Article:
The next step is to add the decision variables
to the model. I added a row for the decision variables and gave it the
label Qty Produced (or Quantity Produced). In this problem, the
decision variables are the numbers of each chair to manufacture. I've
arranged these variables so they're aligned in the same columns as the
data on which they'll operate. (Click here
to see the entire worksheet at this stage.)
Since in August, OP always makes forty chairs of
each type, we fill the Qty Produced row with 40 for each chair.
I've highlighted these critical decision variable cells with a border
(explained below on formatting) to distinguish them from the data.
In our model we need to track how many of each chair
component we use. In our situation, components are a constrained quantity
since we can't use more than what the factory has on hand for the month
of August. We'll track that value for each chair component by means
of a Total Usage calculation.
Because of the way the data is arranged, we can save
time and effort and simplify the worksheet in our calculation of Total
Usage by using a builtin Excel function named SUMPRODUCT.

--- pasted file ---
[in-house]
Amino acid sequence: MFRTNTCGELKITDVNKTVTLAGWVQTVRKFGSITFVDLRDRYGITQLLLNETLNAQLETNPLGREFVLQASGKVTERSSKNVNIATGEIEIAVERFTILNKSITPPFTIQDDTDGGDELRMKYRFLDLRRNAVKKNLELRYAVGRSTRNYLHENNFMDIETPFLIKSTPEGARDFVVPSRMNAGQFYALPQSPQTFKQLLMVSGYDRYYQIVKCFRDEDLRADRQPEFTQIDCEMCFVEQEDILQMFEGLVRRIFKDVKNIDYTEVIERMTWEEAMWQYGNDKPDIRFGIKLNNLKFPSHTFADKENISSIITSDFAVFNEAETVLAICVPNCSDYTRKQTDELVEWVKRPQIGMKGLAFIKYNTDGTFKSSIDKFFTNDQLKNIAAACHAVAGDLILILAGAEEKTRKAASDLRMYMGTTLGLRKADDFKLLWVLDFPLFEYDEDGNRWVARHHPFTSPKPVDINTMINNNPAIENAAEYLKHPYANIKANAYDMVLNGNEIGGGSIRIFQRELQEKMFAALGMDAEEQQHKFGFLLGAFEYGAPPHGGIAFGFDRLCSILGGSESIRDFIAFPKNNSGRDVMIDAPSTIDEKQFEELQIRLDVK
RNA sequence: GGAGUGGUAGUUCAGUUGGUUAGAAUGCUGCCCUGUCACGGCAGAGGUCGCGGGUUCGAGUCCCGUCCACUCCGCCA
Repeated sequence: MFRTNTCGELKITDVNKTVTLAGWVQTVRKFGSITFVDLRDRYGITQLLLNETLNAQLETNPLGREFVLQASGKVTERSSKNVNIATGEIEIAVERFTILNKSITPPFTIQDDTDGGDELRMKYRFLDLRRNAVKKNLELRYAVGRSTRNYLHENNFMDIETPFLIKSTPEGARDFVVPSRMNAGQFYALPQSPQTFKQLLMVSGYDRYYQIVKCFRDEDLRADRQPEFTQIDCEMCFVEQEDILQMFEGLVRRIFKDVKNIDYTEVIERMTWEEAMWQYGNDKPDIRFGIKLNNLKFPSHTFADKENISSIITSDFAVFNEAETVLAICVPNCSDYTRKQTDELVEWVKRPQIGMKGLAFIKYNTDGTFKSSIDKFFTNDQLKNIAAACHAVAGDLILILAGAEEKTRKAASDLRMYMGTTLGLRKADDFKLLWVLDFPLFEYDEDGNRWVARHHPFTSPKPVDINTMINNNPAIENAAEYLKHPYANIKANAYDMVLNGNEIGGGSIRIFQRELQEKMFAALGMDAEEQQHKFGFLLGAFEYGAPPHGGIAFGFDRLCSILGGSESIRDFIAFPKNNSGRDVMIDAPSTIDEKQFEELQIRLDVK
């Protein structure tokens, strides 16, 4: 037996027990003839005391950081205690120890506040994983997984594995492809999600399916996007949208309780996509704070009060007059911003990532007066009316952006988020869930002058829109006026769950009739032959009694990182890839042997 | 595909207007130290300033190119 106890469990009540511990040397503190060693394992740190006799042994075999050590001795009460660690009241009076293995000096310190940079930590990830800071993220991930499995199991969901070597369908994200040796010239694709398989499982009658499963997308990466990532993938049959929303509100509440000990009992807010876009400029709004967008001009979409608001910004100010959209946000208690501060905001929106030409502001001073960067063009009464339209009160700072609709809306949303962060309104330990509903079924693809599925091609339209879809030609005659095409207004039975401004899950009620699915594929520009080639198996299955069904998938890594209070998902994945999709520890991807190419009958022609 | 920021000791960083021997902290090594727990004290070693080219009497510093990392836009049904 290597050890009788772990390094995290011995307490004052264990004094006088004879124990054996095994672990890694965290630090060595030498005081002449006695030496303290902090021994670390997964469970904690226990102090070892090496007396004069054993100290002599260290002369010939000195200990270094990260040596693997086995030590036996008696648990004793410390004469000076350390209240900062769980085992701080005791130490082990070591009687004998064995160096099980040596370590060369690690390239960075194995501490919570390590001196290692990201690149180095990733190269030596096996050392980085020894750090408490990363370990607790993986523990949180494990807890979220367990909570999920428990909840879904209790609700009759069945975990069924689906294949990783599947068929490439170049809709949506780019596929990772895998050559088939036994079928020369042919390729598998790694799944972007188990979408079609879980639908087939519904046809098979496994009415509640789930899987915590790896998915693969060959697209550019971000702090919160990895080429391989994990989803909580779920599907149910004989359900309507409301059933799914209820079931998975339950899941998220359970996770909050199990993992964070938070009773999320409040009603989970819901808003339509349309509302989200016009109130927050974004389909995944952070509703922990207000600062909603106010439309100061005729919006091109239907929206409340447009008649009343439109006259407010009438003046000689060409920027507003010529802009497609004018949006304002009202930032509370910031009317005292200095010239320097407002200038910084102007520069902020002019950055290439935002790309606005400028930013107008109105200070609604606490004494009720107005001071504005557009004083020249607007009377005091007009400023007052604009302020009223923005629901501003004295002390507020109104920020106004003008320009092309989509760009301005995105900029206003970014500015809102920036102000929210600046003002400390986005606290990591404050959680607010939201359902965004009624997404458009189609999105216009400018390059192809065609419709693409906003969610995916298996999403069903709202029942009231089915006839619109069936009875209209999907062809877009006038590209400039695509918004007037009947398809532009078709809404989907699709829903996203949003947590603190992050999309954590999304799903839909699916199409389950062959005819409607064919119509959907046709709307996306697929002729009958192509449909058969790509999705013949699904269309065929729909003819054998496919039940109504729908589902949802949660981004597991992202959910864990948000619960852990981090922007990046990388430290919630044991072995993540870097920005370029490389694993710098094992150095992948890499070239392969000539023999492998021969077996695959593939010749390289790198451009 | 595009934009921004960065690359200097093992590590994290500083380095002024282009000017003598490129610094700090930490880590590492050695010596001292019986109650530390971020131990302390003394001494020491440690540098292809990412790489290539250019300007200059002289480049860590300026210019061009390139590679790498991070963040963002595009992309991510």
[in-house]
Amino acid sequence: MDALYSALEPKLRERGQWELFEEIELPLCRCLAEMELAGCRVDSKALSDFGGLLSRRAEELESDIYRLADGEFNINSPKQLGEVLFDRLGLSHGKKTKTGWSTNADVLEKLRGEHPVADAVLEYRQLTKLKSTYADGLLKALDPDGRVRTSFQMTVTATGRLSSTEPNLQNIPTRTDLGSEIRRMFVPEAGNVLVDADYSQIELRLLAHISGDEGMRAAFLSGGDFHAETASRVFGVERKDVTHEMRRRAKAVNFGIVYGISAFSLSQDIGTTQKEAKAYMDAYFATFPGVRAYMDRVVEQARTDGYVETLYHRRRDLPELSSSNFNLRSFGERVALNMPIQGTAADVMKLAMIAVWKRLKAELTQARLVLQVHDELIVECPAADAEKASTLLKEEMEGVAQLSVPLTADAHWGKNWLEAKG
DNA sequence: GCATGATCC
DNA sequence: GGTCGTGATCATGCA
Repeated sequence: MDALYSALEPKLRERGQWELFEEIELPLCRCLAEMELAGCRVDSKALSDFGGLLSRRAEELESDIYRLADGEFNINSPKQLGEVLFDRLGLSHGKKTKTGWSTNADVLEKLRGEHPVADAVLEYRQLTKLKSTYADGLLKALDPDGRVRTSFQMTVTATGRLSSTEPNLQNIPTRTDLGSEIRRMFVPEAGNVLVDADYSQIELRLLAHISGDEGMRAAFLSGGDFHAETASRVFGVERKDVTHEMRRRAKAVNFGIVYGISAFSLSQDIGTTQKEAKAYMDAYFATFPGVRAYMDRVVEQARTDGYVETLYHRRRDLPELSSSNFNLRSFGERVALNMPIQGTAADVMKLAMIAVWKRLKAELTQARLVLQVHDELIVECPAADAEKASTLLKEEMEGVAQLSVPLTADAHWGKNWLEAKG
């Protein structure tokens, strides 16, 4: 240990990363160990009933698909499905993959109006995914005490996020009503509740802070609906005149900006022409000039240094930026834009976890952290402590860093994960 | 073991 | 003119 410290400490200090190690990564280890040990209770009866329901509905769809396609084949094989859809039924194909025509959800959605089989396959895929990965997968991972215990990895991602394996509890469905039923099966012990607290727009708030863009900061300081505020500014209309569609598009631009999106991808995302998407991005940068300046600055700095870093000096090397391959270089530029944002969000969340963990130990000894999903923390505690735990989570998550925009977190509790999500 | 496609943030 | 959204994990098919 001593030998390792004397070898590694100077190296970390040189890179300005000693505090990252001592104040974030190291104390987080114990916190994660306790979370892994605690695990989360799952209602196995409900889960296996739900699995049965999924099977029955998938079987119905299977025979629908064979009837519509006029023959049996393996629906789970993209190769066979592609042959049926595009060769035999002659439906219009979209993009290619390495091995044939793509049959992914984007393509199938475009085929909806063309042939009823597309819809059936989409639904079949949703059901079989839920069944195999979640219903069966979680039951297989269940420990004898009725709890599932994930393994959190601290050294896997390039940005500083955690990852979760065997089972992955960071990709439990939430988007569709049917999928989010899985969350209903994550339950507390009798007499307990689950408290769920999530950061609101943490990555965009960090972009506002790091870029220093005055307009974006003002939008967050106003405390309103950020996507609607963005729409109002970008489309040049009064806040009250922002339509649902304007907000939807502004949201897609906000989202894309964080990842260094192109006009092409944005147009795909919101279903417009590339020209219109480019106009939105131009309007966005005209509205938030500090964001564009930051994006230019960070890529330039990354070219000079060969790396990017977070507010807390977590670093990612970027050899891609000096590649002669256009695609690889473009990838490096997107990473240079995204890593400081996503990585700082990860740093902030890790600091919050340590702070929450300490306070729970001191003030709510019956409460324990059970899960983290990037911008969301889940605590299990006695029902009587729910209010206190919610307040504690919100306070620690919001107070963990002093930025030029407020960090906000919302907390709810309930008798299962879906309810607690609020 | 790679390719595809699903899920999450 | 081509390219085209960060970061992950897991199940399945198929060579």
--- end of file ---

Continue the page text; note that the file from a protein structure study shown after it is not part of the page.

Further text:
This function allows us to easily compute the Total Usage for
the first chair component (long dowel) for all six chair types.

Capt

Mate

AmHi

AmLo

Spank

SpanQ

Total
Usage

Long
Dowel

8

0

12

0

8

4

0

Then we can copy the formula we've built for the
first long dowel component so it calculates Total Usage for each
of the rest of the components (short dowel, leg, heavy seat, etc.).
The SUMPRODUCT function is a shorthand way to do
the following:
 Multiply the Qty Produced for the
Captain's chair by the number of long dowels needed for that model.
Then:
 Multiply the Qty Produced for the
Mate's chair by the number of long dowels needed for that model. Then:
 Do the same operation for the long dowel
component for each of the quantities produced for each of the remaining
four chair models: American High, American Low, Spanish King, and
Spanish Queen. Then:
 Add together the results for all the chair
models for Qty Produced X number of long dowel components required.
The result of this addition is the Total Usage, or the total
number of long dowels required for all the chairs.
The SUMPRODUCT function for the long dowel component
has this format:
=SUMPRODUCT($C$4:$H$4,C9:H9)
Or, an easiertounderstand version might look like
this:
=SUMPRODUCT(AllChairsQtytoProduceRange,AllChairsLongDowelRange)
In our example, this formula goes into the first
cell (Cell K9) in the Total Usage column. That is, in the row
for long dowel.
To summarize:
 $C$4:$H$4 is the range referring to the
quantities of each chair produced.
 C9:H9 is the range referring to the number
of long dowels required for each chair type.
Copy the formula for the long dowel down the Total
Usage column, to complete the formulas that are required for each
of the rest of the components.
Click here
to review an important note on the use of absolute and relative addressing
in the SUMPRODUCT formula used above.